“Remember gentlemen, it’s not just France we are fighting for, it’s Champagne!”
–Winston Churchill

Champagne Cocktail

In a Champagne glass add a teaspoon of sugar and enough Angostura bitters to melt the sugar. Add a tablespoon of Grand Marnier or cognac and mix in with the sugar, bitters mix. Add a “fine” quality Champagne and stir. Float a slice of thin orange on top. This is what Ilsa and Victor Laszlo sipped in Casablanca.

“A cause may be inconvenient, but it’s magnificent. It’s like Champagne or high heels, and one must be prepared to suffer for it.”
-Arnold Bennett

As always, our festive friends at Food52 have some delightful ideas for nibbles to help soak up some of the bubbly we are sure to be drinking on Christmas. http://www.food52.com/blog/2807

On a recent trip to food-forward-thinking-Charleston, friends ordered Aperol and Prosecco cocktails, because they are oh, so trendy. I did not realize that this is the most popular cocktail in Italy. And now it can be one of yours, too!

Aperol and Prosecco

3 parts chilled, dry Prosecco
2 parts Aperol
1 splash soda
Serve with on the rocks in wine glass or rocks glass
Garnish with a slice of orange (this makes it practically health food!)


This is very pretty, and so seasonal: pomegranate mimosas. Yumsters. http://www.delish.com/cooking/recipe-ideas/recipes/a46968/pomegranate-mimosas-recipe/

And the best of both worlds: a Black Velvet! Champagne and Guinness.This drink is simply equal parts stout and sparkling wine, and to be honest, there are some who will never understand its appeal. But to fans, this is a perfect special-occasion drink, particularly suited to mornings and late afternoons. I had my first on a chilly night in London. Divine.

Black Velvet

4 ounces (1/2 cup) chilled Champagne or Prosecco
4 ounces (1/2 cup) chilled Guinness Extra Stout
Pour the Champagne into a tall glass. We first had ours served in heavy pewter tankards, but at home we eschew the delicate flutes for a sturdy rocks glass. This is not an effete drink. It is robust, and fills your hand with determination. Be sure to pour the Guinness on top. (This is important: Guinness is heavier. If you pour the sparkling wine second, it won’t combine evenly, and will need to be stirred. I shudder at the thought!)

Enjoy yourself this weekend. Loosen the corset strings. And let the games begin, again, on Monday.

“Seize the moment. Remember all those women on the ‘Titanic’ who waved off the dessert cart.”
― Erma Bombeck

Food Friday: Office Party Strategies

The holiday office party can be an ordeal. Or it can be a balm to your relationships with people you spend too many hours a day. Don’t you want to be the fun one? Don’t you want to sail home at the end of the day with your empty platter, smug and satisfied that your dish was Hoovered up by all and sundry, and not left to languish like the kale salad, or the tofu meatballs made with grape jelly? And it is much better to be the one who made a creative effort to please, instead of the loser who stopped at Dunkin’ Donuts for donut holes because you forgot the day of the potluck. Shame. Shame. Shame.

You need to stratgize. The Seven Layer Dip is a party standard. And though it is a party staple, it gets ugly. Fast. And then there it’s boring presentation, everything glooped into a big bowl, which might work at a family barbecue, but is never going to survive the onslaught of the hungry guys from IT. Presentation, at least for the first few minutes, is an important consideration.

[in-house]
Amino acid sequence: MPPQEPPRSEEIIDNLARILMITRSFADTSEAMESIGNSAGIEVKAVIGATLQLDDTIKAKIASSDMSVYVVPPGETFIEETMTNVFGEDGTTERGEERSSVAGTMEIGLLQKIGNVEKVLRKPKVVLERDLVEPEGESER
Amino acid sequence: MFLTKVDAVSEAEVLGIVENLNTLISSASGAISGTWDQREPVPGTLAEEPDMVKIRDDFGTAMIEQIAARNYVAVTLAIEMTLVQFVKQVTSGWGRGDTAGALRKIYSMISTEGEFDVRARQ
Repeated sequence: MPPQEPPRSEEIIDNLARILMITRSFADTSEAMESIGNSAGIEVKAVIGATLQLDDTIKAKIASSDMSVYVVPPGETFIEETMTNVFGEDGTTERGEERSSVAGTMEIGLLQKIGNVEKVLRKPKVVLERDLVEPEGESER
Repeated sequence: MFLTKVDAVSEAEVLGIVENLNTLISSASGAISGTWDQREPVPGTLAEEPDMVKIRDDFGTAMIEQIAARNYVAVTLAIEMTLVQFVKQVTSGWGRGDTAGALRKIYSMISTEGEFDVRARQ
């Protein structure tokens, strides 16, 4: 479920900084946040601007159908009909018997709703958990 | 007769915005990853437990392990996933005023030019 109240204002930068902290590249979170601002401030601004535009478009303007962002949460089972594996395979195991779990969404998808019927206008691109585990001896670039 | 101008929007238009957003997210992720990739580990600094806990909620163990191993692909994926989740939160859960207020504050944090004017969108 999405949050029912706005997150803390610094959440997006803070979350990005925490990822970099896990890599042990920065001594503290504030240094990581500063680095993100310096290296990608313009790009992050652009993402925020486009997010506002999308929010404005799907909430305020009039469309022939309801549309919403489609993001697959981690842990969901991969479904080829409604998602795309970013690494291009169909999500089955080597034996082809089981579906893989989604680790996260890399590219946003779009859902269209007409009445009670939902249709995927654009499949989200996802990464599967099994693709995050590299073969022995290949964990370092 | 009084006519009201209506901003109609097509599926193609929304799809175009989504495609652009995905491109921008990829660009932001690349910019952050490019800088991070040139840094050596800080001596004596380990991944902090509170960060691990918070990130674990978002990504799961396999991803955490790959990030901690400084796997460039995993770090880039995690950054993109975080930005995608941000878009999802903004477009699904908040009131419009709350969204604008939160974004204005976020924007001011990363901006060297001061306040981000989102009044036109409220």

Consider the individual cup o’Seven Layer Dip. Petite. Colorful. So appealing! I would also suggest using either an assembly line (it’s time to rope those children into helping you!) or put each layer of ingredient in a piping bag, and make each cup beautiful. Remember, you want to be the cool kid. It will be worth it. Honest. VP Sherri will surely recognize your doggedness, now. And your creativity. And your joie de vivre!

Strategy A:here is your basic boring unimaginative, uninspired, might-as-well-just-buy-it-ready-made-from-the-grocery-store version. http://www.mccormick.com/recipes/appetizer/7-layer-fiesta-dip

Strategy B: and this is the magically delicious and oh-so-cute version: http://www.the-girl-who-ate-everything.com/2011/12/individual-seven-layer-dips.html If you have any germaphobes in your office (and don’t we all?) this is the way to go. No double-dipping. No excessive food handling by others! And the tiny cups are adorable. Be sure to have some extra chips on hand, because you know people will want to keep coming back to your marvelous party dish.

Strategy C: The same little serving cups can be used for all sorts of tastiness. Chex Mix! Brownies! Stuffed tomatoes! Parmesan spinach balls! White bean dip! Bite-sized Caprese appetizers!

I did this version of the Pioneer Woman’s Chex Mix for Thanksgiving. Using the fresh garlic and the hot sauce gave it a nice kick, which we really needed to sustain us as we set about preparing the enormous (and labor-intensive) Thanksgiving feast. You might think about the possibility that people will want to squirrel away a little stash to get them through that long, draggy, low-energy part of the afternoon.





Here are links to find the little cups:
basic: https://www.walmart.com/ip/Diamond-Multi-Purpose-Mini-Cups-With-Lids-2-oz-50ct/17056809
fancier: https://www.amazon.com/Appetizer-Catering-Supplies-Disposable-Shooters/dp/B01EQDTRFK/ref=sr_1_18?ie=UTF8&qid=1481226164&sr=8-18-spons&keywords=mini+plastic+serving+cups&psc=1
Little red Solo cups – probably not work appropriate: https://www.amazon.com/ALAZCO-Glasses-2-Ounce-Holiday-Tailgate/dp/B0152KLRU4/ref=sr_1_26?ie=UTF8&qid=1481226263&sr=8-26&keywords=mini+plastic+serving+cups

“Christmas time! That man must be a misanthrope indeed, in whose breast something like a jovial feeling is not roused— in whose mind some pleasant associations are not awakened— by the recurrence of Christmas.”
― Charles Dickens